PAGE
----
Laser technologies use a high power laser beam to cut or “draw” figures, shapes, text, or pictures into or onto objects. Traditionally, the laser is a CO2-style tube of high-power equipment, but some modern lasers can be diode-based, which is similar to a CD/DVD disc burning drive. Typical lasers are controlled via mirrors, varying magnetic fields, or other mechanical means. Already you can see that there are many variables to how laser marking or cutting will look and feel.
In addition to these variables, based on the intensity of the laser, and therefore, the amount of material removed, there are several classifications of laser technology. The lowest power technique, laser marking, simply discolors the surface of an object. When the beam is intense enough to “slice” into the material, the technique is called laser engraving – for reliefs – or laser cutting – for complete penetration.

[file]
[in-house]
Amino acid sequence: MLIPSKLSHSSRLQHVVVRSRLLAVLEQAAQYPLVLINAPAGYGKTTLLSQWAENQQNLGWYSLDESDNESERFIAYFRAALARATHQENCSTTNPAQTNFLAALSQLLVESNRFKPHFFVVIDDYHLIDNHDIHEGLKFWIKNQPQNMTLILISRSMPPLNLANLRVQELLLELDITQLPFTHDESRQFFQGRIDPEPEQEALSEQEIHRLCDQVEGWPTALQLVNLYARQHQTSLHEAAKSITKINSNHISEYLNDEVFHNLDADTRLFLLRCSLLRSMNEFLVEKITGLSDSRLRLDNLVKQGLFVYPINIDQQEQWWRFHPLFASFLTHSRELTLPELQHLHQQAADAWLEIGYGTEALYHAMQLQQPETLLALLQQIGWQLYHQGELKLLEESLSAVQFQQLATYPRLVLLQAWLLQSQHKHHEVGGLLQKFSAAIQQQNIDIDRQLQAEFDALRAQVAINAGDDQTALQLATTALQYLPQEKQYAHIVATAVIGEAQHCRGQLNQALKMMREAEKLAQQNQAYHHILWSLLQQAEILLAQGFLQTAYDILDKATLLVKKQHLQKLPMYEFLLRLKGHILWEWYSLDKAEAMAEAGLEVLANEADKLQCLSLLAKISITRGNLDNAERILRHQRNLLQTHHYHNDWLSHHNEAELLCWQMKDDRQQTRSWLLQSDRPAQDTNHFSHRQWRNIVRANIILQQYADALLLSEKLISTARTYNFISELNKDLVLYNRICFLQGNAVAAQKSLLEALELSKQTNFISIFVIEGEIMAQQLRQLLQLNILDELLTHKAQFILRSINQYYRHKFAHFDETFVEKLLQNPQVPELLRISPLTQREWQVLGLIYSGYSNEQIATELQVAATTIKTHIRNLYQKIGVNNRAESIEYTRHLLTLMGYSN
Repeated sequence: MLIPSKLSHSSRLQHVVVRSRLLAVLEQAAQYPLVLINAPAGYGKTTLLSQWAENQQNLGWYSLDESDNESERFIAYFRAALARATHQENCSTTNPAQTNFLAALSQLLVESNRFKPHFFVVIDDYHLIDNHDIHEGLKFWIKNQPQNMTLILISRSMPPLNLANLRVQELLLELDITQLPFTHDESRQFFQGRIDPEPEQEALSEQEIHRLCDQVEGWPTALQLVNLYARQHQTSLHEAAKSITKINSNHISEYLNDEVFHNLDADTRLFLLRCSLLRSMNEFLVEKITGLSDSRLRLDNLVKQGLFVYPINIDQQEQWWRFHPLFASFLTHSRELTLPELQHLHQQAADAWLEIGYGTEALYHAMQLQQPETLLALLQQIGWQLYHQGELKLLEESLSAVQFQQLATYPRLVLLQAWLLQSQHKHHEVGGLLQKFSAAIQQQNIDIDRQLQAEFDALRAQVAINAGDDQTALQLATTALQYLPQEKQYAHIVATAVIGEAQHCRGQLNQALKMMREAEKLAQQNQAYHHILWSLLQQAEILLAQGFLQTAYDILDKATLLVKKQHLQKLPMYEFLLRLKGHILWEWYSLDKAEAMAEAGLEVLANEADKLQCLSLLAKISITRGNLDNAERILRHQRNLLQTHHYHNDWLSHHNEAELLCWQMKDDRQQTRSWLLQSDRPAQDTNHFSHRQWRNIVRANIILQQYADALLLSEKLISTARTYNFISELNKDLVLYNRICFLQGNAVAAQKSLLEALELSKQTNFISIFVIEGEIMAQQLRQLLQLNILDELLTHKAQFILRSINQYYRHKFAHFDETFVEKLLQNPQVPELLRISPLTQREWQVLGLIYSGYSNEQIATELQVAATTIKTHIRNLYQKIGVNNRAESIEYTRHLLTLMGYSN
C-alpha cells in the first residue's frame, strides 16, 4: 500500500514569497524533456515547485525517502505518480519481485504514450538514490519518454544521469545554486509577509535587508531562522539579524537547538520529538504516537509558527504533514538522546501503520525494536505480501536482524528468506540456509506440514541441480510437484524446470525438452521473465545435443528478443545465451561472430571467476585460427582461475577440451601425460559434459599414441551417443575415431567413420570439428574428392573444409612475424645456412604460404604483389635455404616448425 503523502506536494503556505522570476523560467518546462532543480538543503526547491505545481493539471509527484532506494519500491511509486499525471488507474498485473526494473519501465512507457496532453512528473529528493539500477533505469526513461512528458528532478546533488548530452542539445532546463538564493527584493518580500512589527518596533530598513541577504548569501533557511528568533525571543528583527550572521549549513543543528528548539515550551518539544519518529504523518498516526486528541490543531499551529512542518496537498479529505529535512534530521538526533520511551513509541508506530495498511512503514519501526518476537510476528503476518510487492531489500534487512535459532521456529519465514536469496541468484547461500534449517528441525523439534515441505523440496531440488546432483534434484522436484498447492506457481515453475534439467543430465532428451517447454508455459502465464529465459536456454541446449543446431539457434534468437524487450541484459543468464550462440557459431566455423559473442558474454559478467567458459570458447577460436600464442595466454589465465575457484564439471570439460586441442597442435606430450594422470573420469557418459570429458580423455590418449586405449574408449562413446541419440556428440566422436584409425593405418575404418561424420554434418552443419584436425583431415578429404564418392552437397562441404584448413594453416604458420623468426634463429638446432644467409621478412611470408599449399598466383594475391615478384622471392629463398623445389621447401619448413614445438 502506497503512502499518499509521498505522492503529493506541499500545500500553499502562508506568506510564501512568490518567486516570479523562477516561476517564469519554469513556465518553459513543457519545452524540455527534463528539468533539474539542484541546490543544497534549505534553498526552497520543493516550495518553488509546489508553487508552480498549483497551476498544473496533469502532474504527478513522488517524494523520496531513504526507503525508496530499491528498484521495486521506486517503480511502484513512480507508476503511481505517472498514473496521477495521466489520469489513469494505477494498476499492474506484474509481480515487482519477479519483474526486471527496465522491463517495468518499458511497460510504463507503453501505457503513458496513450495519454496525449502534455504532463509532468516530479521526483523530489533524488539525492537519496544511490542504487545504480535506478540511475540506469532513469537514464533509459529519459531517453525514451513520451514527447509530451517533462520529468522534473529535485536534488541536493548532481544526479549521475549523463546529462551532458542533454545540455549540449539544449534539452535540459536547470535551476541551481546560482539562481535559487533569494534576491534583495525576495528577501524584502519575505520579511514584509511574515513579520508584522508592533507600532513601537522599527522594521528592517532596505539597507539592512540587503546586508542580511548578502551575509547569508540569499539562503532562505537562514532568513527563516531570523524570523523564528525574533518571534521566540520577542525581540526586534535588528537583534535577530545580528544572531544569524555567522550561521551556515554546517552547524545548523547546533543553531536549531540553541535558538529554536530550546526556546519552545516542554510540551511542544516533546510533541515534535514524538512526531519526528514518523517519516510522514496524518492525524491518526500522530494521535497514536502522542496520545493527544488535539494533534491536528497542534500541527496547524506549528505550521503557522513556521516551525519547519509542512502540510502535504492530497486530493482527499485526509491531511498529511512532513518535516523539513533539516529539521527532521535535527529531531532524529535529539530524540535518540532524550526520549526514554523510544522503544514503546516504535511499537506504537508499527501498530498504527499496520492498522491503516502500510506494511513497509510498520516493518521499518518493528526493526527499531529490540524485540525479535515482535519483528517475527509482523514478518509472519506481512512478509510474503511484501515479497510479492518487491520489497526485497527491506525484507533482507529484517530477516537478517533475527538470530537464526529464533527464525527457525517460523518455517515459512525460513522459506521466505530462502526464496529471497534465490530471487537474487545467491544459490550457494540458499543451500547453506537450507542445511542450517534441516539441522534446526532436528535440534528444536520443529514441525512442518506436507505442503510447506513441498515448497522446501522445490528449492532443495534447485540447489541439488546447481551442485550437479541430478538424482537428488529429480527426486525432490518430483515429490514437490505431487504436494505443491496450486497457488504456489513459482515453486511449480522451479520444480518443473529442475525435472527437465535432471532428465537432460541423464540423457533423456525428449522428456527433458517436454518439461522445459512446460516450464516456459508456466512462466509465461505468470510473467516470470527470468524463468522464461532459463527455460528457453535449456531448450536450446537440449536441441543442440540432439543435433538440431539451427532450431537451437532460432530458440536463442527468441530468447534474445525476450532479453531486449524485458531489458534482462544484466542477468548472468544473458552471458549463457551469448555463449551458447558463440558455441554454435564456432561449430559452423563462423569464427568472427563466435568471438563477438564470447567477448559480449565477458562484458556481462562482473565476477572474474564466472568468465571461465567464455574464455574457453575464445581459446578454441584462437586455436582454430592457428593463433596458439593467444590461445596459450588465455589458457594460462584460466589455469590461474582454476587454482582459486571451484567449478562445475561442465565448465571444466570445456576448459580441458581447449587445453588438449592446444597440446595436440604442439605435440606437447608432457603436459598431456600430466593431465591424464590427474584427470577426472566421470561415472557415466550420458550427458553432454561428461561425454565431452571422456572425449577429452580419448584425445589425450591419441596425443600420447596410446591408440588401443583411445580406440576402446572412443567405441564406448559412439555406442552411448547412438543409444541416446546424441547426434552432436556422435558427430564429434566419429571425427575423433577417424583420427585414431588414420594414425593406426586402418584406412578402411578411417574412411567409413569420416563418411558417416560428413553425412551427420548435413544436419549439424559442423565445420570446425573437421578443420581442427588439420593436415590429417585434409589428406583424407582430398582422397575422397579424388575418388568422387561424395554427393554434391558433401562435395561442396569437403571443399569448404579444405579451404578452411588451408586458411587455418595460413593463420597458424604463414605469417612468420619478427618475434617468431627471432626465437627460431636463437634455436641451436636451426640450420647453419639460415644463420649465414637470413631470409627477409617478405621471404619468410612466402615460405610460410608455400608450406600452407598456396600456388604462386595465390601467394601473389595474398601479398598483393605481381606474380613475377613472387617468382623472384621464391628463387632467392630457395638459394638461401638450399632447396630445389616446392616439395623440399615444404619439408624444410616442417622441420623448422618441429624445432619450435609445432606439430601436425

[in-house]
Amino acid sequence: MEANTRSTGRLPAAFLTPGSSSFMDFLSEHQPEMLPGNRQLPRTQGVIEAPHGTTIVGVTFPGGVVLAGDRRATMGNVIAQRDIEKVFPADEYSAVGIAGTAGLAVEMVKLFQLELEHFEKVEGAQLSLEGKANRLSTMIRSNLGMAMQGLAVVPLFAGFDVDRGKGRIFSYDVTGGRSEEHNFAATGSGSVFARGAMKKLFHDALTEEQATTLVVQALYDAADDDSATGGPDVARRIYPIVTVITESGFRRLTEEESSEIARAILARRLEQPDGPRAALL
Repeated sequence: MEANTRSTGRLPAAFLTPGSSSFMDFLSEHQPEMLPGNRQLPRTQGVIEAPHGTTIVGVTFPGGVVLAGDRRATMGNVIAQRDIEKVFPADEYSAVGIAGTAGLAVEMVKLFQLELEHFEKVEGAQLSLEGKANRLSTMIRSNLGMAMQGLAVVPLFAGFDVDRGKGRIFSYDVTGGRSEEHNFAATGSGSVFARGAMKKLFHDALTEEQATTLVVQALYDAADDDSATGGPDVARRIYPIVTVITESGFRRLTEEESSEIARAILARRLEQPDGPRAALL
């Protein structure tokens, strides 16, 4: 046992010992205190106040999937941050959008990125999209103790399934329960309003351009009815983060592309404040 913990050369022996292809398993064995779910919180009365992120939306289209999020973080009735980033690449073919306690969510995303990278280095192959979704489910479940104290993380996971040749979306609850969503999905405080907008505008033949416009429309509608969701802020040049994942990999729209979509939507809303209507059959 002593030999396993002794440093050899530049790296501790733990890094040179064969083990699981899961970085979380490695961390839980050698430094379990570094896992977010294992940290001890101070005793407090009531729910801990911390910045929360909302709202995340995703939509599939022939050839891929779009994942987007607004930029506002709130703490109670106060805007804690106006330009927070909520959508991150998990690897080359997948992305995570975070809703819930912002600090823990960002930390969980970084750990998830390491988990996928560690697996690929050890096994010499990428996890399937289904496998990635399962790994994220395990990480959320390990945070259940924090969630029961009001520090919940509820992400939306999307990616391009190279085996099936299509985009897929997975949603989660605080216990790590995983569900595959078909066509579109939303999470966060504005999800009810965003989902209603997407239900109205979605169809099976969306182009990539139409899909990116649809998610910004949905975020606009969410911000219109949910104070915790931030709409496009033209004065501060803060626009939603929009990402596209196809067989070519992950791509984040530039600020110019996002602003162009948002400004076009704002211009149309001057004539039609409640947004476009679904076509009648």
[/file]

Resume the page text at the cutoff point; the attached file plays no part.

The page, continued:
Here, we focus on laser etching, which is a subcategory of laser engraving. The main distinction is that the resulting relief is very shallow.
Lasers are used to mark different types of metals, from fine jewelry to machine tool identification. Yet, with recent advancements, such as laser diodes, pulse lasers, and more, this technology is more refined than ever and can mark plastics, leather, rubber, and just about anything solid. This marking is much like printing on a traditional printer but using a high powered beam of light instead of ink.
Join us as we explore this topic, discussing the advantages of laser etching and where you can go to get your items made with this technology.